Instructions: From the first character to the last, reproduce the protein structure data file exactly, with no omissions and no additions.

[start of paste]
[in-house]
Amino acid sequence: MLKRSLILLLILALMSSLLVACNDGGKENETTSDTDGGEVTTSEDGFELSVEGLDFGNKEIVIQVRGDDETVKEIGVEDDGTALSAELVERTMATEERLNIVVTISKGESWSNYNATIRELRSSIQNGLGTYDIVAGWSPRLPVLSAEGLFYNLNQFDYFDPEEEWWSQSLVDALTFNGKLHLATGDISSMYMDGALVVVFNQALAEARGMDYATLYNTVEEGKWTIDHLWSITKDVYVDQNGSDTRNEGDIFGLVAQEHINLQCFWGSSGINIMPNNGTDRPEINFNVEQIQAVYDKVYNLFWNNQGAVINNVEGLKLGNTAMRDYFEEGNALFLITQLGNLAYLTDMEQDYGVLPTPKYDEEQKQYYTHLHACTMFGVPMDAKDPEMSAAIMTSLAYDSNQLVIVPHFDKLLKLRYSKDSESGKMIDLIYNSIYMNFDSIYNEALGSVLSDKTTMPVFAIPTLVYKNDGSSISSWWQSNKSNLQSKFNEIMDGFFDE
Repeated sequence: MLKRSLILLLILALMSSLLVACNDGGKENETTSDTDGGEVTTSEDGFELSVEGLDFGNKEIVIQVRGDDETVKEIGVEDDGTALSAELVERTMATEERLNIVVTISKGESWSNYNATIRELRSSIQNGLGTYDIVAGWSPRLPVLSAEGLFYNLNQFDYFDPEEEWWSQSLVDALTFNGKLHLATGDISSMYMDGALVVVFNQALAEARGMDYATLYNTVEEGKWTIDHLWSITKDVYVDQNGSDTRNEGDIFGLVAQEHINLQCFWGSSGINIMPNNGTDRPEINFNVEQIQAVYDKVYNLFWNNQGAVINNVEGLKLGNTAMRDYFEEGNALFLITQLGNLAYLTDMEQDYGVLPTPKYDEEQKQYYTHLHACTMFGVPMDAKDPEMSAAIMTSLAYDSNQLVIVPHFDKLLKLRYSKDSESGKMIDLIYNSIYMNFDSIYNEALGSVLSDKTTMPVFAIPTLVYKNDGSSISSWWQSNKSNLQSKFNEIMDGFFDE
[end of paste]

[in-house]
Amino acid sequence: MLKRSLILLLILALMSSLLVACNDGGKENETTSDTDGGEVTTSEDGFELSVEGLDFGNKEIVIQVRGDDETVKEIGVEDDGTALSAELVERTMATEERLNIVVTISKGESWSNYNATIRELRSSIQNGLGTYDIVAGWSPRLPVLSAEGLFYNLNQFDYFDPEEEWWSQSLVDALTFNGKLHLATGDISSMYMDGALVVVFNQALAEARGMDYATLYNTVEEGKWTIDHLWSITKDVYVDQNGSDTRNEGDIFGLVAQEHINLQCFWGSSGINIMPNNGTDRPEINFNVEQIQAVYDKVYNLFWNNQGAVINNVEGLKLGNTAMRDYFEEGNALFLITQLGNLAYLTDMEQDYGVLPTPKYDEEQKQYYTHLHACTMFGVPMDAKDPEMSAAIMTSLAYDSNQLVIVPHFDKLLKLRYSKDSESGKMIDLIYNSIYMNFDSIYNEALGSVLSDKTTMPVFAIPTLVYKNDGSSISSWWQSNKSNLQSKFNEIMDGFFDE
Repeated sequence: MLKRSLILLLILALMSSLLVACNDGGKENETTSDTDGGEVTTSEDGFELSVEGLDFGNKEIVIQVRGDDETVKEIGVEDDGTALSAELVERTMATEERLNIVVTISKGESWSNYNATIRELRSSIQNGLGTYDIVAGWSPRLPVLSAEGLFYNLNQFDYFDPEEEWWSQSLVDALTFNGKLHLATGDISSMYMDGALVVVFNQALAEARGMDYATLYNTVEEGKWTIDHLWSITKDVYVDQNGSDTRNEGDIFGLVAQEHINLQCFWGSSGINIMPNNGTDRPEINFNVEQIQAVYDKVYNLFWNNQGAVINNVEGLKLGNTAMRDYFEEGNALFLITQLGNLAYLTDMEQDYGVLPTPKYDEEQKQYYTHLHACTMFGVPMDAKDPEMSAAIMTSLAYDSNQLVIVPHFDKLLKLRYSKDSESGKMIDLIYNSIYMNFDSIYNEALGSVLSDKTTMPVFAIPTLVYKNDGSSISSWWQSNKSNLQSKFNEIMDGFFDE